How about a battery factory. How about sustainable agriculture (poppies?)?

Hmmm, I guess it's pretty tough to come up with anything for them. Why again are we there?
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Old 06-15-2010, 03:46 PM   #12
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The whole point is that this discovery could help the Afghan economy grow. So let's say it does - spectacularly - to $50B a year. This new resource would be gone in 20 years and they'd be back where they are now. That situation is not long term enough to get a loan to build the infrastructure to extract it. We might help them...but how would that be different from the subsidy we give them now?

If it does not lead to economic growth and does last 100 years then they get another 100 years of stone-age existence.

So, where am I wrong? Where is the long term importance?
I think too many people talk of economic growth in the abstract (whether it be US growth vs European growth differences of 1-2% per year, or tripling the total size of the Afghan economy). We're not talking about an abstraction here, we're talking about the real quality of people's lives. I urge you to visit Afghanistan and see how the people live. The equivalent of $1000 per person could make a HUGE difference in the happiness of these people, if the wealth were available to them. This is the difference between children living or dying, the difference between a life of blindness due to malnutrition or of having healthy vision, the difference between having clean water and not. To write this off because it appears it won't last indefinitely is unconscionable. "It will never work, forget it, let them eat dirt--and their kids, too. They are poor now, I guess nothing can change that."

The bigger problem that does need discussing is how best to leverage this opportunity to build a sustainable economy. The problem with mineral extraction as an industry is that it tends to employ relatively few people per dollar of revenue, and the large capital costs for equipment mean that giant enterprises (private companies or the government) tend to do it best. This is not a formula for broad economic development among the entire populace. Even in countries that do spread the money around, it leads to a patronage and dependence-based economic and social structure (example 1: Saudi Arabia) that does not result in widespread entrepreneurship and a broad economy. I'm sure there's a way to make things work, but it's a tall order, and it's not like Afghanistan has a great foundation in place already. But, it's better to have this opportunity than not to have it.
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Old 06-15-2010, 03:47 PM   #13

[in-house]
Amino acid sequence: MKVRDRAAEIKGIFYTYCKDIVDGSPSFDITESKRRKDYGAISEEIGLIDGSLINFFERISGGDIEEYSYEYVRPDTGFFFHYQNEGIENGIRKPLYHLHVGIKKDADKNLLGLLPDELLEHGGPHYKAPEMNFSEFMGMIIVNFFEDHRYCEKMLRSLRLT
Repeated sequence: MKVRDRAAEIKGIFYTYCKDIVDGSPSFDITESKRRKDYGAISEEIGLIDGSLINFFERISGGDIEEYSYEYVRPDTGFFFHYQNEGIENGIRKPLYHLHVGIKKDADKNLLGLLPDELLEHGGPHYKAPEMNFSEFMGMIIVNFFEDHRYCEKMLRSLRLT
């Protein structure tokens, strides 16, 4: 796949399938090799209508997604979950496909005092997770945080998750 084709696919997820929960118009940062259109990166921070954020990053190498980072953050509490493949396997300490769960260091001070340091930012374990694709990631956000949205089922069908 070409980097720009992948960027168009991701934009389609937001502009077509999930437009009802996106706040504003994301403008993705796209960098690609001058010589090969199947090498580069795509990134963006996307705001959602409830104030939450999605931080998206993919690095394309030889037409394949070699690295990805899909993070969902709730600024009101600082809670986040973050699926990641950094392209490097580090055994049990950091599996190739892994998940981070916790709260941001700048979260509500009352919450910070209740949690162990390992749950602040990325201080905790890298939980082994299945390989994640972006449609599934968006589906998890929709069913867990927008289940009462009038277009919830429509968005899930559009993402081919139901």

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The whole point is that this discovery could help the Afghan economy grow. So let's say it does - spectacularly - to $50B a year. This new resource would be gone in 20 years and they'd be back where they are now. That situation is not long term enough to get a loan to build the infrastructure to extract it. We might help them...but how would that be different from the subsidy we give them now?

If it does not lead to economic growth and does last 100 years then they get another 100 years of stone-age existence.

So, where am I wrong? Where is the long term importance?
So, based on your numbers above, their economy ramps up to 5X over what it is now, and sustains that for 20 consecutive years. Impressive growth by anyone's standards. Now, factor in the 7x rule- every dollar generated locally turns over 7x in the local economy, in the way of support services, retail growth, etc. So we take a country that is impoverished, underdeveloped, and was believed to have limited natural resources. Suddenly, they are sitting on (Known) reserves of strategic resources with an estimated worth of a trillion dollars, which affords them the basis to participate in the world economy, and allows them to develop internationally and prosper locally. If this is for real, the rest of the world will come rushing in to help them develop and spend their new found wealth. New technology and better goods and services will be brought in, and will trickle down to and be embraced by the majority of Afghani's; standards of living will improve. They won't be a undeveloped backwater anymore, with valuable goods to export and cash coming in for for imports. A reasonable person would conclude that this discovery and the potential for growth is of long term importance to the Afghanis. In fact this scenario sounds a lot like Saudi Arabia in the 50's to me...

Most concerning to me is why would you think that they would instantly revert back to the Stone Age when this (first) identified deposit runs out? This is is an insult to the people of Afghanistan who do want better lives for their children and grandchildren, and have been willing to stand up to the Soviets and the Taliban to get it.